The key to a good problem definition is ensuring that you deal with the real problem – not its symptoms.
However, if you look a bit deeper, the real issue might be a lack of training, or an unreasonable workload.
help you ask the right questions, and work through the layers of a problem to uncover what's really going on.
There are four basic steps in solving a problem: Steps 2 to 4 of this process are covered in depth in other areas of Mind Tools.
For these, see our sections on Creativity for step 2 (generating alternatives); Decision Making for step 3 (evaluating and selecting alternatives); and Project Management for step 4 (implementing solutions).
The articles in this section of Mind Tools therefore focus on helping you make a success of the first of these steps – defining the problem.
A very significant part of this involves making sense of the complex situation in which the problem occurs, so that you can pinpoint exactly what the problem is.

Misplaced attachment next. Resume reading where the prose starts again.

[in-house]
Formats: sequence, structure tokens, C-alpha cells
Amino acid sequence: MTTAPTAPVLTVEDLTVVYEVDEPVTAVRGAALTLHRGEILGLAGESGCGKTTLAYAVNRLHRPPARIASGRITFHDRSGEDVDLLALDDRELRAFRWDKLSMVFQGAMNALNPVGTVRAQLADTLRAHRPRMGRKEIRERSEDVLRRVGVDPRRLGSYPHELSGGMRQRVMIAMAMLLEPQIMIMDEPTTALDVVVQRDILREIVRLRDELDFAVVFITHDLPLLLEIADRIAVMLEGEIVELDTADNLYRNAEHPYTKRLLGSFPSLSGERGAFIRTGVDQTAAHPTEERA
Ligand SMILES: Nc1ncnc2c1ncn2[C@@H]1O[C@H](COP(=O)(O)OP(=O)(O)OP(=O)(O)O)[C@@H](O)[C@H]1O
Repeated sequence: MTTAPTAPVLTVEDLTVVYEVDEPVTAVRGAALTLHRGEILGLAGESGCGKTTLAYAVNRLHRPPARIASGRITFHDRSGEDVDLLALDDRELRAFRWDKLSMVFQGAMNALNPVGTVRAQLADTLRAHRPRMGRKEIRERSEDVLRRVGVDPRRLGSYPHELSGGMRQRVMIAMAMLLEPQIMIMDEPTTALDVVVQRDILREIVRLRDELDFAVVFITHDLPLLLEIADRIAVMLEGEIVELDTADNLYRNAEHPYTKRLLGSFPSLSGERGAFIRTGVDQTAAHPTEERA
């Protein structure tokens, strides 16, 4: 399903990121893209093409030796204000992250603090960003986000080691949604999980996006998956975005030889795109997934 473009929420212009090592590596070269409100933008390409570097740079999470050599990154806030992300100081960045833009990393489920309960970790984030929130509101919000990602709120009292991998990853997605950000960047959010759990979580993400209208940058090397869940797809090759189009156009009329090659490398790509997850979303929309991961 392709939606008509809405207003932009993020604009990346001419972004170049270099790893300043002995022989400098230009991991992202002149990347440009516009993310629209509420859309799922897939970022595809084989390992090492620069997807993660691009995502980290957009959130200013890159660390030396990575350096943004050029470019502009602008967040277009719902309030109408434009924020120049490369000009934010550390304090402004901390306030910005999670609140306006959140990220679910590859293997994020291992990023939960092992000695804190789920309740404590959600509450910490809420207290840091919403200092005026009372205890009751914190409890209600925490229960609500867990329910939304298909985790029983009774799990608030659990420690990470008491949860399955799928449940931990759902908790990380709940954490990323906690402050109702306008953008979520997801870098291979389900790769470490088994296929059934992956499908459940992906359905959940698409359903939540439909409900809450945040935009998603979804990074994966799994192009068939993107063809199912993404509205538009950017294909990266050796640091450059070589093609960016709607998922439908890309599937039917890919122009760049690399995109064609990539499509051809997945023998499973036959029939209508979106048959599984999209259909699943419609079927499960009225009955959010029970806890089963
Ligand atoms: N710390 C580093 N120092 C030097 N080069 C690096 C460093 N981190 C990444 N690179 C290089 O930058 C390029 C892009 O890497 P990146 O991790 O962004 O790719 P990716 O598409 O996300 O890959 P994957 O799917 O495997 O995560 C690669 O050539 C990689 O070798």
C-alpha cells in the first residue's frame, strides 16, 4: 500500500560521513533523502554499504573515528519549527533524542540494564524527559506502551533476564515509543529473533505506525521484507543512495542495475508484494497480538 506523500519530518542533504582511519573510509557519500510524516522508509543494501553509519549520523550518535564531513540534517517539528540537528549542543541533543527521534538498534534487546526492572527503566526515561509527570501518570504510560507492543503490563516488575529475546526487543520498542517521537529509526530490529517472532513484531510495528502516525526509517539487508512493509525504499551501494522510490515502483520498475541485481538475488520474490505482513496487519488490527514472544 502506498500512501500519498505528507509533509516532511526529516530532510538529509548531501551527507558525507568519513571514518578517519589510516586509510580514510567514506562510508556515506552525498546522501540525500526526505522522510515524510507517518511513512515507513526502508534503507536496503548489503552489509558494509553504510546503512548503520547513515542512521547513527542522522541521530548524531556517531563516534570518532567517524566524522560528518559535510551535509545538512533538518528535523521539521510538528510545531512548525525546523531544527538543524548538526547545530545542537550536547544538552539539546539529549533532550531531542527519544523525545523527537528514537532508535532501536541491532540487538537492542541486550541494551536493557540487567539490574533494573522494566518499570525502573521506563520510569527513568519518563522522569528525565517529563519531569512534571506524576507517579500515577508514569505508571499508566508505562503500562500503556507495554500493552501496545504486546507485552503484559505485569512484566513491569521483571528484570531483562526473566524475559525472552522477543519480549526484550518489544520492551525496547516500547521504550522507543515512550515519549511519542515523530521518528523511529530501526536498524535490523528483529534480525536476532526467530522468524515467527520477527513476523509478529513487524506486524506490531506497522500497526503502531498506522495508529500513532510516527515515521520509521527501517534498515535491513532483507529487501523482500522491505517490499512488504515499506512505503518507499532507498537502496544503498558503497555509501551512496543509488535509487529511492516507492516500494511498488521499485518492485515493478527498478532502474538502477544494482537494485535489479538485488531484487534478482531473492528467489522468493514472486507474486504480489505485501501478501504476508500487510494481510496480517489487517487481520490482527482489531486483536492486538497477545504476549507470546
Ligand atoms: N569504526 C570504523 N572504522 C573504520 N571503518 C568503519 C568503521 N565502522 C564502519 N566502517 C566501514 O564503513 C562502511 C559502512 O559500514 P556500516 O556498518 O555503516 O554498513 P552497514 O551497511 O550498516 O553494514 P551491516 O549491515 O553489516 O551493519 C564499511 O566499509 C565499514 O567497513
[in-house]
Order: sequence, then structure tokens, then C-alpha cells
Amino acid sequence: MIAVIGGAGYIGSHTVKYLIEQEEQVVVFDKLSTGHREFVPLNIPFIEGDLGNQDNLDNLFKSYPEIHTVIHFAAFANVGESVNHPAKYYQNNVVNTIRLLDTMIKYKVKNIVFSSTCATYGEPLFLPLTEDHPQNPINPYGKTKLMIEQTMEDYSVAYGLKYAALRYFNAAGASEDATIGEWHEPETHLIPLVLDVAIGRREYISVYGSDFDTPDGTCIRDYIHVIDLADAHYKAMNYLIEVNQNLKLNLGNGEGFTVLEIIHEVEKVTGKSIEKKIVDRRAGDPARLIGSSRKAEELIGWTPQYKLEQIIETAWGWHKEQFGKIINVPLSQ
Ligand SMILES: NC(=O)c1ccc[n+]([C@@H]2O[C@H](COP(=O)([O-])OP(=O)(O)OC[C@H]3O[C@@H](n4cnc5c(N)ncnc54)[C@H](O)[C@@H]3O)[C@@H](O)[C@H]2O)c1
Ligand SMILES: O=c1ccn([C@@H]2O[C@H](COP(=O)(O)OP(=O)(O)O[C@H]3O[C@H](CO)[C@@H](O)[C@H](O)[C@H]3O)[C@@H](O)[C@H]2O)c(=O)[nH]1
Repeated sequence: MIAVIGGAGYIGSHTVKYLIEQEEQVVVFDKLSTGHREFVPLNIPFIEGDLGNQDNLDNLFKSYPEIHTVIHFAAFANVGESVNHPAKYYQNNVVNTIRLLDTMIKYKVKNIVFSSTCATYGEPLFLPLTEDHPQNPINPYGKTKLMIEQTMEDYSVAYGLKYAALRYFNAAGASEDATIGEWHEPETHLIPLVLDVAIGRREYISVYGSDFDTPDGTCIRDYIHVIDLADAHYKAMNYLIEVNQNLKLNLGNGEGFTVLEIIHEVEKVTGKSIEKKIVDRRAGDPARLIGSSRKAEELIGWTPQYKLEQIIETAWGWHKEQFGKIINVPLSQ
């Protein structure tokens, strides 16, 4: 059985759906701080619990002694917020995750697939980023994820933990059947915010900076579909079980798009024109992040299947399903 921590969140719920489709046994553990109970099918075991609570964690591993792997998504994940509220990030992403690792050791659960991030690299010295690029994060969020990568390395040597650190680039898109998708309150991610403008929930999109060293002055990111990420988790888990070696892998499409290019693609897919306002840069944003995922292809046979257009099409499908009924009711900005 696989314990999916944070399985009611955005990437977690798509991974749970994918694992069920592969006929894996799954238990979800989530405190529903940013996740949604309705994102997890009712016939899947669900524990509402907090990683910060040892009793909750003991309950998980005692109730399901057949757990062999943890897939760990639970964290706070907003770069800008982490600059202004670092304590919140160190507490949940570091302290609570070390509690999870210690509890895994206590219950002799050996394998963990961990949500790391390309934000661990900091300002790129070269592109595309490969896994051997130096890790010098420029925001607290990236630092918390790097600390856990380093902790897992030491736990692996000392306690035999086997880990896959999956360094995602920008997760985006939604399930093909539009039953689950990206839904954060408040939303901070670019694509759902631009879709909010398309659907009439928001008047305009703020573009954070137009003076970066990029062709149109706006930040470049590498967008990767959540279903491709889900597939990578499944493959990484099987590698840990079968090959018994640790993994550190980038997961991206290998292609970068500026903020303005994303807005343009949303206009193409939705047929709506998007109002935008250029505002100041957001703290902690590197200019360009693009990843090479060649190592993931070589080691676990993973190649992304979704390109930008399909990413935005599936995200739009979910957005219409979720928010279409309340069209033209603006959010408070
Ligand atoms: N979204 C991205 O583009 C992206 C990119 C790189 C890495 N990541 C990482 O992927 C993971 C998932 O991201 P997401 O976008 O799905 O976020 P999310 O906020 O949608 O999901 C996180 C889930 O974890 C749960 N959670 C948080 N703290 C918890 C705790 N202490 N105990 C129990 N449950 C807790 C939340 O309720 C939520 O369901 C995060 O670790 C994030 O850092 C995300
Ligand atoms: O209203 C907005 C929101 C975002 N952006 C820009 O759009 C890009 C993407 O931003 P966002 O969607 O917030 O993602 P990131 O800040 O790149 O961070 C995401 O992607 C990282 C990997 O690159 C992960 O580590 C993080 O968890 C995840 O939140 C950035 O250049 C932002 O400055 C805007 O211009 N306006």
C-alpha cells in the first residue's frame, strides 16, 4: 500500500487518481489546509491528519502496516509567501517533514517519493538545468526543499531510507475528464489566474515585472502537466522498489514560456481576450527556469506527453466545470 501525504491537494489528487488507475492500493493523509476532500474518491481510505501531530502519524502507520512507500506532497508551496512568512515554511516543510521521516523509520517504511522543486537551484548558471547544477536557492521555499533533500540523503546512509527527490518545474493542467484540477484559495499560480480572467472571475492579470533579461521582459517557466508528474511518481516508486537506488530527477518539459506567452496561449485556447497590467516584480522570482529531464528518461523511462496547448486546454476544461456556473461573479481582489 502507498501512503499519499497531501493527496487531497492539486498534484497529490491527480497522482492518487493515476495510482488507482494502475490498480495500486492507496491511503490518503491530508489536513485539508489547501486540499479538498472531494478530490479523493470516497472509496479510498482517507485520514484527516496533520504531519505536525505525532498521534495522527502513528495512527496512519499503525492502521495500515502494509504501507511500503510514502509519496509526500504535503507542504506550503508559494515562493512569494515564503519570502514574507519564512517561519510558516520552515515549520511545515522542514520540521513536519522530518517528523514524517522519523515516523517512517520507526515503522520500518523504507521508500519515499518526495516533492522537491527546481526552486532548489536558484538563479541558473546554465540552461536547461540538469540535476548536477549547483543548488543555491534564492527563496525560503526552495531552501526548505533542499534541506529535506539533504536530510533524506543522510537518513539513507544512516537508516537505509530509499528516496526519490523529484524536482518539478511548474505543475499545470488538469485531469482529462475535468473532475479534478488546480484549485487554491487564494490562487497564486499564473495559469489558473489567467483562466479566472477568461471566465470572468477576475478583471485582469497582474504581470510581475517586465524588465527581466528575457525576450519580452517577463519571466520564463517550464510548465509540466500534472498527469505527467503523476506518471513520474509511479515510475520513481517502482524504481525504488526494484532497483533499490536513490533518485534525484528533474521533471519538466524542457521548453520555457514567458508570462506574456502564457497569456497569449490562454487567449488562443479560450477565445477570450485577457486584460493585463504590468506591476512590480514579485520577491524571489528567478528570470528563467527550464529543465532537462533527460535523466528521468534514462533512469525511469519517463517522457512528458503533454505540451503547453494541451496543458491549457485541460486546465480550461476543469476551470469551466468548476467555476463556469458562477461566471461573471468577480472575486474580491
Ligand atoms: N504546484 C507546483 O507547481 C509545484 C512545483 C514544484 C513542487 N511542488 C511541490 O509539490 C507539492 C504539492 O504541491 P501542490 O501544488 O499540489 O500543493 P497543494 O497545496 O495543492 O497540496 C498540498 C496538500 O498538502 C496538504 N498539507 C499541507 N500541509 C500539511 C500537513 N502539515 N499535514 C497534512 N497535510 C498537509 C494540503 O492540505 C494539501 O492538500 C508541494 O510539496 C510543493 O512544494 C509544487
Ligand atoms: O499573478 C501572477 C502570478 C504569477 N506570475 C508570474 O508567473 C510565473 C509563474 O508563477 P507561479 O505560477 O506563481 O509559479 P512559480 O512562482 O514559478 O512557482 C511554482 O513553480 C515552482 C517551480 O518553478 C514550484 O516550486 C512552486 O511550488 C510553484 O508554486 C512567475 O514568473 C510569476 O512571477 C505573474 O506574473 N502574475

At this stage, it's also important to ensure that you look at the issue from a variety of perspectives.
If you commit yourself too early, you can end up with a problem statement that's really a solution instead.
Quite often, what may seem to be a single problem turns out to be a whole series of problems.
Going back to our example, substandard work could be caused by insufficient skills, but excessive workloads could also be contributing, as could excessively short lead times and poor motivation.